OSCEOLA COUNTY, Fla. – The Orange-Osceola State Attorney's Office is trying to have a judge removed from handling all domestic violence cases.
In court documents, prosecutors say the judge imposed "illegal and unlawful" sentences, which favor convicted abusers.
One of those cases involved Tansyla Nicholson, of Kissimmee.
In February 2017, Nicholson experienced one of the worst nights in her 14-year marriage. She was locked in a bathroom calling 911.
"My husband. I'm afraid." she said to the dispatcher. "He's hitting me and I'm locked in my bedroom and I don't know what he's going to do."
Talking about the incident more than a year later brings her to tears.
"I was afraid for my life," she said.
After that incident, Nicholson's now ex-husband was arrested on a domestic violence battery charge. It was his second time.
In 2013, he was arrested when Nicholson showed up at the Osceola Regional Medical Center with swollen eyes, a bruised arm and broken nose, according to medical records.
He was convicted in that case, but the couple remained together until 2017, when it happened again.
"It was just too much. Whatever time I had left in my life, I just didn't want to spend it living like that. I just couldn't," Nicholson said.
Nicholson pressed charges and months later a jury found him guilty of the charge, but Judge Carol Draper made an unusual move.
"The jury came back guilty; however, I am withholding adjudication," she said.
In an audio recording of the trial, the judge questions Nicholson's credibility when she testified. It happened after the jury had already reached a verdict finding Thomas Nicholson guilty.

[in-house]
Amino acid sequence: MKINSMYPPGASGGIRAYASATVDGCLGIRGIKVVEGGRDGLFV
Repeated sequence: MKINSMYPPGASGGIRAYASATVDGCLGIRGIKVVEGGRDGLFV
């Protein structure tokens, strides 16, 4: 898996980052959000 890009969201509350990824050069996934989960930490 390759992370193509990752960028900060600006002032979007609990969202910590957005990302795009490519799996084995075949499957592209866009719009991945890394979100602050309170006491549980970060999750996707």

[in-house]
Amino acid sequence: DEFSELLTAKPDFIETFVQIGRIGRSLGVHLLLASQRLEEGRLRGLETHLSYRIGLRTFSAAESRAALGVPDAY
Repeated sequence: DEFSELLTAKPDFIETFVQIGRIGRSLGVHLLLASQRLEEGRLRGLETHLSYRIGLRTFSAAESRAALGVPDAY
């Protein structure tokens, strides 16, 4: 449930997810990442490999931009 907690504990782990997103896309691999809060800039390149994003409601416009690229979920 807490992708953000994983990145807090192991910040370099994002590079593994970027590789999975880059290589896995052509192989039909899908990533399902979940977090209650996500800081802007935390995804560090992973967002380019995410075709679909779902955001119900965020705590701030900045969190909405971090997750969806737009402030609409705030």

"She would go into hysterics and cry and act all up, but there were no tears," Draper said. "I have high concerns, high concerns about the credibility of the victim in this case," she said.
According to court transcripts, an Osceola County deputy testified when he made it to the house, Nicholson had a bloody nose, blood on her nightgown, and a welt on the right side of her head, but Draper questioned that, too.
"I really questioned if those injuries occurred the way they said they occurred, and I don't think they did," Draper said.
Nicholson said she was stunned.
"I'm standing there having an out-of-body experience," Nicholson said. "In disbelief that this is actually happening because she made me feel like I was on trial."
Draper sentenced Nicholson's ex-husband to two weeks of probation, but Florida statute "requires 12 months supervised probation," according to the state.
In its appeal, the state called it "an illegal sentence."
"She has absolutely failed me and my family and my children," Nicholson said.
Nicholson's case is one of three prosecutors cited in an effort to have the judge removed.
"I firmly believe she can no longer sit as a fair and impartial judge on matters involving domestic violence cases," Assistant State Attorney Courtney Walmer wrote in an affidavit.
"This is exactly what victims fear when they step forward to report it," Nicholson said. "Any victim in Osceola County she has put their life at risk, by taking the attitude that she’s taken."
News 6 reached out to Draper for comment but did not get a response.
State Attorney Aramis Ayala did respond.
"My office supports victims who courageously come forward to hold their abusers accountable and it is disappointing when the criminal justice system fails them," she wrote in a statement. "I refuse to stand silent in the face of injustice."
A panel of circuit judges will decide whether Draper will continue handling domestic violence cases, according to a court spokesperson.